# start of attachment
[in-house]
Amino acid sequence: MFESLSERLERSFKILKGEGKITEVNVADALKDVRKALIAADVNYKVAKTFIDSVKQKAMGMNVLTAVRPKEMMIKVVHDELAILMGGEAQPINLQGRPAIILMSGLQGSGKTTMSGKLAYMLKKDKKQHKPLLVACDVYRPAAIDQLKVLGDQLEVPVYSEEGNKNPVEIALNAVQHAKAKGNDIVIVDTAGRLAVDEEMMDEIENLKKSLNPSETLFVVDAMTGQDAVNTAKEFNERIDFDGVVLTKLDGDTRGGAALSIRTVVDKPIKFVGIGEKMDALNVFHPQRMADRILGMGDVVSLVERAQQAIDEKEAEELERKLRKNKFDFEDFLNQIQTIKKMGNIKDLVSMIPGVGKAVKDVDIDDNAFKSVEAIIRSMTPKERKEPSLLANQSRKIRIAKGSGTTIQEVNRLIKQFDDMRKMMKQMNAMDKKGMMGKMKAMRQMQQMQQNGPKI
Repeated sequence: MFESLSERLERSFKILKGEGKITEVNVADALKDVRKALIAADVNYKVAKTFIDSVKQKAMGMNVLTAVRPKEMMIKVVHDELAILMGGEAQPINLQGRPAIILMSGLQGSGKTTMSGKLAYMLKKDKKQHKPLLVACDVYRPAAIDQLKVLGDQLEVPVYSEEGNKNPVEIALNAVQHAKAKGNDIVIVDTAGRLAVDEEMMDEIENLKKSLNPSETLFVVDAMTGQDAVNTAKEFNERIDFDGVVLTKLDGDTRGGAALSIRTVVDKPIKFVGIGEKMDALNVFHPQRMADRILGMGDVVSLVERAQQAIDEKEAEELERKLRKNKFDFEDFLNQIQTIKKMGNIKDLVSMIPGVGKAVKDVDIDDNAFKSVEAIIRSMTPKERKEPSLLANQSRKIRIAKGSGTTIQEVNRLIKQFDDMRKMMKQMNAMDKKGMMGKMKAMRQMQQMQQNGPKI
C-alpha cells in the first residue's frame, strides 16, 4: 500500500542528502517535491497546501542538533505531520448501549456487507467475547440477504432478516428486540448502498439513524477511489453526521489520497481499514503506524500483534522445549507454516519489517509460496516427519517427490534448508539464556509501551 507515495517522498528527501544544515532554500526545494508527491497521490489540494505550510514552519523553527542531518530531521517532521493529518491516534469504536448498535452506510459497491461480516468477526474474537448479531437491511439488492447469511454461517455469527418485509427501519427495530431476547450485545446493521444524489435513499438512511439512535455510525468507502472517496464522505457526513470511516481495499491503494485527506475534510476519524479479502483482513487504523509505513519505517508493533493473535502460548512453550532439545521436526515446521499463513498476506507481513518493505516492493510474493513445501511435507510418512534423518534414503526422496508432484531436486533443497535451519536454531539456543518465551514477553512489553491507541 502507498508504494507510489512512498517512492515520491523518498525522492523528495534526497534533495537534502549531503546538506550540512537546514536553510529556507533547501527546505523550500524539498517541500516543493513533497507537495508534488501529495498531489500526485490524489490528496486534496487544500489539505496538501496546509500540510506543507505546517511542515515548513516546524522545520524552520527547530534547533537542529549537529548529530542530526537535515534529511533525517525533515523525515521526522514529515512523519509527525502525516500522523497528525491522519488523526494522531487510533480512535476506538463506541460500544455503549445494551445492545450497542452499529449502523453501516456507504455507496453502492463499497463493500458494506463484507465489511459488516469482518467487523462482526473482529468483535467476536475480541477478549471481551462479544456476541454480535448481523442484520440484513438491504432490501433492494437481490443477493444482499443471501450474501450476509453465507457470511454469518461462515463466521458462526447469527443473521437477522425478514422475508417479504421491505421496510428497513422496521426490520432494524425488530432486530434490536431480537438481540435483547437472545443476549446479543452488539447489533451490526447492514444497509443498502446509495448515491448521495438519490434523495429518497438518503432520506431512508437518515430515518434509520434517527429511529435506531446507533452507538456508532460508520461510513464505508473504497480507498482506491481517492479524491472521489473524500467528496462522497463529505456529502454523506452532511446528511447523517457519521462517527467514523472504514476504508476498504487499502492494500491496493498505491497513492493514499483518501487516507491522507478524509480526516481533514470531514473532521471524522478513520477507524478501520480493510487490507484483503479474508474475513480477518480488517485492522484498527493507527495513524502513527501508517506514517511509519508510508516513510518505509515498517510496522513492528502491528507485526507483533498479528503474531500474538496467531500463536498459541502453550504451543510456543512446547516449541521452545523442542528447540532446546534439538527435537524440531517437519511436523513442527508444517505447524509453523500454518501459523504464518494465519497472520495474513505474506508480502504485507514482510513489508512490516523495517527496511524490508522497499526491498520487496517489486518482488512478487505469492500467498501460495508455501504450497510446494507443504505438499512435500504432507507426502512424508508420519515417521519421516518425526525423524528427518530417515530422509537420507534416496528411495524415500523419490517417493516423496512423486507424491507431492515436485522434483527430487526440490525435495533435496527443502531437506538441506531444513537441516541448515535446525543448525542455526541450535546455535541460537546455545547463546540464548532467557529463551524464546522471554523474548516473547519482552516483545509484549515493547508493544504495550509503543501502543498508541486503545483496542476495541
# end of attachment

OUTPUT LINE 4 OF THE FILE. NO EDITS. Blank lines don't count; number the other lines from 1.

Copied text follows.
C-alpha cells in the first residue's frame, strides 16, 4: 500500500542528502517535491497546501542538533505531520448501549456487507467475547440477504432478516428486540448502498439513524477511489453526521489520497481499514503506524500483534522445549507454516519489517509460496516427519517427490534448508539464556509501551 507515495517522498528527501544544515532554500526545494508527491497521490489540494505550510514552519523553527542531518530531521517532521493529518491516534469504536448498535452506510459497491461480516468477526474474537448479531437491511439488492447469511454461517455469527418485509427501519427495530431476547450485545446493521444524489435513499438512511439512535455510525468507502472517496464522505457526513470511516481495499491503494485527506475534510476519524479479502483482513487504523509505513519505517508493533493473535502460548512453550532439545521436526515446521499463513498476506507481513518493505516492493510474493513445501511435507510418512534423518534414503526422496508432484531436486533443497535451519536454531539456543518465551514477553512489553491507541 502507498508504494507510489512512498517512492515520491523518498525522492523528495534526497534533495537534502549531503546538506550540512537546514536553510529556507533547501527546505523550500524539498517541500516543493513533497507537495508534488501529495498531489500526485490524489490528496486534496487544500489539505496538501496546509500540510506543507505546517511542515515548513516546524522545520524552520527547530534547533537542529549537529548529530542530526537535515534529511533525517525533515523525515521526522514529515512523519509527525502525516500522523497528525491522519488523526494522531487510533480512535476506538463506541460500544455503549445494551445492545450497542452499529449502523453501516456507504455507496453502492463499497463493500458494506463484507465489511459488516469482518467487523462482526473482529468483535467476536475480541477478549471481551462479544456476541454480535448481523442484520440484513438491504432490501433492494437481490443477493444482499443471501450474501450476509453465507457470511454469518461462515463466521458462526447469527443473521437477522425478514422475508417479504421491505421496510428497513422496521426490520432494524425488530432486530434490536431480537438481540435483547437472545443476549446479543452488539447489533451490526447492514444497509443498502446509495448515491448521495438519490434523495429518497438518503432520506431512508437518515430515518434509520434517527429511529435506531446507533452507538456508532460508520461510513464505508473504497480507498482506491481517492479524491472521489473524500467528496462522497463529505456529502454523506452532511446528511447523517457519521462517527467514523472504514476504508476498504487499502492494500491496493498505491497513492493514499483518501487516507491522507478524509480526516481533514470531514473532521471524522478513520477507524478501520480493510487490507484483503479474508474475513480477518480488517485492522484498527493507527495513524502513527501508517506514517511509519508510508516513510518505509515498517510496522513492528502491528507485526507483533498479528503474531500474538496467531500463536498459541502453550504451543510456543512446547516449541521452545523442542528447540532446546534439538527435537524440531517437519511436523513442527508444517505447524509453523500454518501459523504464518494465519497472520495474513505474506508480502504485507514482510513489508512490516523495517527496511524490508522497499526491498520487496517489486518482488512478487505469492500467498501460495508455501504450497510446494507443504505438499512435500504432507507426502512424508508420519515417521519421516518425526525423524528427518530417515530422509537420507534416496528411495524415500523419490517417493516423496512423486507424491507431492515436485522434483527430487526440490525435495533435496527443502531437506538441506531444513537441516541448515535446525543448525542455526541450535546455535541460537546455545547463546540464548532467557529463551524464546522471554523474548516473547519482552516483545509484549515493547508493544504495550509503543501502543498508541486503545483496542476495541